1. The user is creating a readdy.ReactionDiffusionSystem, including information about temperature, simulation box size, periodicity, particle species, reactions, topologies, and physical units. Per default the configurational parameters are interpreted in a unit set well suited for cytosolic environments (lengths in nm, time in ns, and energy in kJ/mol), e.g., particles representing proteins in solution. The initial condition, i.e., the positions of particles, is not yet specified.
  2. The system can generate one or many instances of readdy.Simulation, in which particles and particle complexes can be added at certain positions. When instantiating the simulation object, a compute kernel needs to be selected, in order to specify how the simulation will be run (e.g., single-core or multi-core implementation). Additionally, observables to be monitored during the simulation are registered, e.g., particle positions, forces, or the total energy. A simulation is started by entering a time step size τ > 0 in units of time and a number of integration steps that the system should be propagated.
  3. When a simulation has been performed, the observables’ outputs have been recorded into a file. The file’s contents can be loaded again into a readdy.Trajectory object that can be used to produce trajectories compatible with the VMD molecular viewer [62].
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Fig 2. The software structure.

(a) Python user interface: Provides a Python binding to the “C++ user interface” with some additional convenience functionality. The user creates a “readdy.ReactionDiffusionSystem” and defines particle species, reactions, and potentials. From a configured system, a “readdy.Simulation” object is generated, which can be used to run a simulation of the system given an initial placement of particles. (b) C++ core library: The core library serves as an adapter between the actual implementation of the algorithms in a compute kernel and the user interface. (c) Compute kernel implementation: Implements the compute kernel interface and contains the core simulation algorithms. Different compute kernel implementations support different hard- or software environments, such as serial and parallel CPU implementations. The compute kernel is chosen when the “readdy.Simulation” object is generated and then linked dynamically in order to provide optimal implementations for different computing environments under the same user interface.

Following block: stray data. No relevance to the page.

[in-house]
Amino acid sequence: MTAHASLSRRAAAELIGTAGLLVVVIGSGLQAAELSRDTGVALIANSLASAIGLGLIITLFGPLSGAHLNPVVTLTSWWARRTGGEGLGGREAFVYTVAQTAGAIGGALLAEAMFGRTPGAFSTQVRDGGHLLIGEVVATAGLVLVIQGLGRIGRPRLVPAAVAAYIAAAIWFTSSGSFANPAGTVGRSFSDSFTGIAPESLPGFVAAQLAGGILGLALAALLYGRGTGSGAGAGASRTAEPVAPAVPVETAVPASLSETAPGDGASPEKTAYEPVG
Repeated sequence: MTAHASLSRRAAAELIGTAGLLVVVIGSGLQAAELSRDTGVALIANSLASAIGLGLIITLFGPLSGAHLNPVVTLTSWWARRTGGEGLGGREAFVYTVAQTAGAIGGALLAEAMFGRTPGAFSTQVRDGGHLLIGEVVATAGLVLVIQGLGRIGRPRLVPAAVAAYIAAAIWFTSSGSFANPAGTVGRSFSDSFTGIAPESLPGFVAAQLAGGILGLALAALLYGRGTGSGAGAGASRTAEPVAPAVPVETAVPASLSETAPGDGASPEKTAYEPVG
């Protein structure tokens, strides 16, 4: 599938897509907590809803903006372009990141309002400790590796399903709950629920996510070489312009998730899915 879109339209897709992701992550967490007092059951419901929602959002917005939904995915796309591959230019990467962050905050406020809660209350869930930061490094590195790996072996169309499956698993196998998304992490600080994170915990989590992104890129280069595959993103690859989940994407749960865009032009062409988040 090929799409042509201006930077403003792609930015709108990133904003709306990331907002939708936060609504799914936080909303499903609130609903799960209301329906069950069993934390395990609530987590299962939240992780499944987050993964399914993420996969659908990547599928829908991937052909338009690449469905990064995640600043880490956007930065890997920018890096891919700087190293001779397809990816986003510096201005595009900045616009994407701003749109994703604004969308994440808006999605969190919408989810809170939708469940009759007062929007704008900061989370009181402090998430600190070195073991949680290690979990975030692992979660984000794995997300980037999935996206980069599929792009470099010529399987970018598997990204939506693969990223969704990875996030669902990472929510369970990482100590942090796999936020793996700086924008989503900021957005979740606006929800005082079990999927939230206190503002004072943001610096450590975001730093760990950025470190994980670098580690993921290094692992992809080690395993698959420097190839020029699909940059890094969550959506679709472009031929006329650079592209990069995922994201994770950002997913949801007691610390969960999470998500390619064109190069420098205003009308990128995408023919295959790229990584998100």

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Running a simulation based on the readdy.Simulation object invokes a simulation loop. The default simulation loop is given in Alg. 1. Individual steps of the loop can be omitted. This enables the user to, e.g., perform pure PBRD simulations by skipping the calculation of forces. Performing a step in the algorithm leads to a call to the compute kernel interface, see Fig 2b. Depending on the selected compute kernel the call is then dispatched to the actual implementation. Compute kernel implementations (Fig 2c) are dynamically loaded at runtime from a plugin directory. This modularity allows ReaDDy 2 to run across many platforms although not every computing kernel may run on a given platform, such as a CUDA-enabled computing kernel. ReaDDy version 2 includes two iPRD computing kernels: a single threaded default computing kernel, and a dynamically-loaded shared-memory parallel kernel.

Algorithm 1: ReaDDy 2 default simulation loop. Each of the calls are dispatched to the compute kernel, see Fig 2. Furthermore, the user can decide to switch off certain calls in the simulation loop while configuring the simulation.

Initialize compute kernel;

if has output file then

 Write simulation setup;

end

Set up neighbor list;

Compute forces;

Evaluate observables;

while continue simulating do

 Call integrator;

 Update neighbor list;

 Perform reactions;

 Perform topology reactions;

 Update neighbor list;

 Calculate forces;

 Evaluate observables;

end

Tear down compute kernel;